|Start Page Number:||509|
|End Page Number:||524|
|Publication Date:||Mar 2017|
|Journal:||Production and Operations Management|
|Authors:||Mantin Benny, Dimitrov Stanko, Jiang Lifei|
|Keywords:||retailing, e-commerce, internet|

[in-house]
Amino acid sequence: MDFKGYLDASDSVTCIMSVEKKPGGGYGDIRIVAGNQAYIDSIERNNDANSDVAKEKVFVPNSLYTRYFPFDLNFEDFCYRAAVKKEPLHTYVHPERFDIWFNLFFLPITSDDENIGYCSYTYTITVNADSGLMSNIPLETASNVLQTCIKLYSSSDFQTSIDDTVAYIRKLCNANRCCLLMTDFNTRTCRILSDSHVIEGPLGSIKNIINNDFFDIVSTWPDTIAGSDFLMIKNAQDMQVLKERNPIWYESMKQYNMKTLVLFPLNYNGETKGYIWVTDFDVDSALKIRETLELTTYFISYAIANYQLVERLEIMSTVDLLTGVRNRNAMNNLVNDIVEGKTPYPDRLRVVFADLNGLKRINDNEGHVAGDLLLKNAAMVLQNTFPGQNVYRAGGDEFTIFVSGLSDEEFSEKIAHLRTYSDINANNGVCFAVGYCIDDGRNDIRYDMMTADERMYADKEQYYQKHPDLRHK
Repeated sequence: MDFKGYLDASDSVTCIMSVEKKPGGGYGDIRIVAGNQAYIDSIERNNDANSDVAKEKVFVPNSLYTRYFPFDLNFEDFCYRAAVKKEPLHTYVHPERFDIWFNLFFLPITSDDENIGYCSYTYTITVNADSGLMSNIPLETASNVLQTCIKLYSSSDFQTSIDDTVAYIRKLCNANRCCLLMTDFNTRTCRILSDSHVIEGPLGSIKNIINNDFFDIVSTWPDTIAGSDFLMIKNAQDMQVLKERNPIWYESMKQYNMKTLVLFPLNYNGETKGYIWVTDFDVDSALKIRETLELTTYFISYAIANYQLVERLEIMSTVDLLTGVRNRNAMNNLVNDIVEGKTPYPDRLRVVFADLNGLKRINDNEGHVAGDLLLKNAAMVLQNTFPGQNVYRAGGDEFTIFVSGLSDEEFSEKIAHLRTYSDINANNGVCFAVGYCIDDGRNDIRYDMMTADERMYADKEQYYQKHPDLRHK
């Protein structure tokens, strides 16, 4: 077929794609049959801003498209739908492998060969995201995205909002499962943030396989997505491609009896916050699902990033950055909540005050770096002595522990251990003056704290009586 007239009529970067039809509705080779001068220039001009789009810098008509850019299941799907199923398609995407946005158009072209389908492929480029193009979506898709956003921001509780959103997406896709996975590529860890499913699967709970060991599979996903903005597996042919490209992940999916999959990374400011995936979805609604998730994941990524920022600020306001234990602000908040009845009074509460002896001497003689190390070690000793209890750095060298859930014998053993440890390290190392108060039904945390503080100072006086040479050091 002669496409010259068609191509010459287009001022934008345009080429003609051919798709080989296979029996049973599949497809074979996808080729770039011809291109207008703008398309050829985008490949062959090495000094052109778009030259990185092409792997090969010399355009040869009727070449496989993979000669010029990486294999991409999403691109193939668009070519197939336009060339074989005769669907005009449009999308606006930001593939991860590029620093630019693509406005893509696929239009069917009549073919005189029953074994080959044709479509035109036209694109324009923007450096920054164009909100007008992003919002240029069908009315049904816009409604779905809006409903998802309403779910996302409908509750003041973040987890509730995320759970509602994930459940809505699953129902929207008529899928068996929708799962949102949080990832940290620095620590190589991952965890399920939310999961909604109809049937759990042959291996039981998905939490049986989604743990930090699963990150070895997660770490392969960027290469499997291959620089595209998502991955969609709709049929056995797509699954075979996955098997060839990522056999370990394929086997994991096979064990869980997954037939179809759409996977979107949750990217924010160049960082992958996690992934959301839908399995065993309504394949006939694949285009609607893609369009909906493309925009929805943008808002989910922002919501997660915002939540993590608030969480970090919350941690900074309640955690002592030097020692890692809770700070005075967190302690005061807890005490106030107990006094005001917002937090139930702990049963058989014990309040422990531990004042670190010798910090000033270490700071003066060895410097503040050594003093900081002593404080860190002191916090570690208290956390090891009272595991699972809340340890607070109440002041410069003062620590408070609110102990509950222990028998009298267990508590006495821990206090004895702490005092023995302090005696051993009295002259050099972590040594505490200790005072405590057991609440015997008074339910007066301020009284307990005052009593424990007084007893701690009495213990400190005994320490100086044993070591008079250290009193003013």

Can peer‐to‐peer (P2P) marketplaces benefit traditional supply chains when consumers may experience valuation risk? P2P marketplaces can mitigate consumers' risk by allowing them to trade mismatched goods; yet, they also impose a threat to retailers and their suppliers as they compete over consumers. Further, do profit‐maximizing marketplaces always extract the entire consumer surplus from the online trades? Our two‐period model highlights the effects introduced by P2P marketplaces while accounting for the platform's pricing decisions. We prove that with low product unit cost, the P2P marketplace sets its transaction fee to the market clearing price, thereby extracting all of the seller surplus. In this range of product unit cost, the supply chain partners are worse off due to the emergence of a P2P marketplace. However, when the unit cost is high, the platform sets its transaction fee to be less than the market clearing price, intentionally leaving money on the table, as a mechanism to stimulate first period demand for new goods in expectation for some of them to be traded later, in the second period, via the marketplace. It is not until the surplus left with the sellers is sufficiently high that the supply chain partners manage to extract some of this surplus, ultimately making them better off due to a P2P marketplace. We further analyze the impact of a P2P marketplace on consumer surplus and social welfare. In addition, we consider model variants accounting for a frictionless platform and consumer strategic waiting.